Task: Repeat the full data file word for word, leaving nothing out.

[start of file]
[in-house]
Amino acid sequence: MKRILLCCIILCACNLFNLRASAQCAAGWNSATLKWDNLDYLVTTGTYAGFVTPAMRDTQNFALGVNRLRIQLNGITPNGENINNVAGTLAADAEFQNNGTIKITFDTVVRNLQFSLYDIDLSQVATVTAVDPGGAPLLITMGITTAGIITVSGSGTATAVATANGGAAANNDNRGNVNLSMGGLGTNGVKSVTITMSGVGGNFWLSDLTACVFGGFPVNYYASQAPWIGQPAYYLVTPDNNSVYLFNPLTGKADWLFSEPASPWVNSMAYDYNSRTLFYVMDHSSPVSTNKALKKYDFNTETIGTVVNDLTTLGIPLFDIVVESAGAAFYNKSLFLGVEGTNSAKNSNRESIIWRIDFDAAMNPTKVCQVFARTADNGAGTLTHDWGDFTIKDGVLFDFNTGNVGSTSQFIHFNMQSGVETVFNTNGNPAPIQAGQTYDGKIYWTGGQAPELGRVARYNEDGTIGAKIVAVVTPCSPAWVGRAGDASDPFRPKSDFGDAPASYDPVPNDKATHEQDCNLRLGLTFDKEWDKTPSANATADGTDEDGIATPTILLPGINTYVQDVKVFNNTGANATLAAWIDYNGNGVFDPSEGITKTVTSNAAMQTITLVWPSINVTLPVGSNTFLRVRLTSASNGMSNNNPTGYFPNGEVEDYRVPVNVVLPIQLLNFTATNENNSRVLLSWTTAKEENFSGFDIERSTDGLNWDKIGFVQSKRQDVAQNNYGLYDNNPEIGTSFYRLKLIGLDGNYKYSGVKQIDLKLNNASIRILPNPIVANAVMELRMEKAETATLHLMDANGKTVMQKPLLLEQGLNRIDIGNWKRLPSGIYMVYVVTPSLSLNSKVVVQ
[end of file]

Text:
[in-house]
Amino acid sequence: MKRILLCCIILCACNLFNLRASAQCAAGWNSATLKWDNLDYLVTTGTYAGFVTPAMRDTQNFALGVNRLRIQLNGITPNGENINNVAGTLAADAEFQNNGTIKITFDTVVRNLQFSLYDIDLSQVATVTAVDPGGAPLLITMGITTAGIITVSGSGTATAVATANGGAAANNDNRGNVNLSMGGLGTNGVKSVTITMSGVGGNFWLSDLTACVFGGFPVNYYASQAPWIGQPAYYLVTPDNNSVYLFNPLTGKADWLFSEPASPWVNSMAYDYNSRTLFYVMDHSSPVSTNKALKKYDFNTETIGTVVNDLTTLGIPLFDIVVESAGAAFYNKSLFLGVEGTNSAKNSNRESIIWRIDFDAAMNPTKVCQVFARTADNGAGTLTHDWGDFTIKDGVLFDFNTGNVGSTSQFIHFNMQSGVETVFNTNGNPAPIQAGQTYDGKIYWTGGQAPELGRVARYNEDGTIGAKIVAVVTPCSPAWVGRAGDASDPFRPKSDFGDAPASYDPVPNDKATHEQDCNLRLGLTFDKEWDKTPSANATADGTDEDGIATPTILLPGINTYVQDVKVFNNTGANATLAAWIDYNGNGVFDPSEGITKTVTSNAAMQTITLVWPSINVTLPVGSNTFLRVRLTSASNGMSNNNPTGYFPNGEVEDYRVPVNVVLPIQLLNFTATNENNSRVLLSWTTAKEENFSGFDIERSTDGLNWDKIGFVQSKRQDVAQNNYGLYDNNPEIGTSFYRLKLIGLDGNYKYSGVKQIDLKLNNASIRILPNPIVANAVMELRMEKAETATLHLMDANGKTVMQKPLLLEQGLNRIDIGNWKRLPSGIYMVYVVTPSLSLNSKVVVQ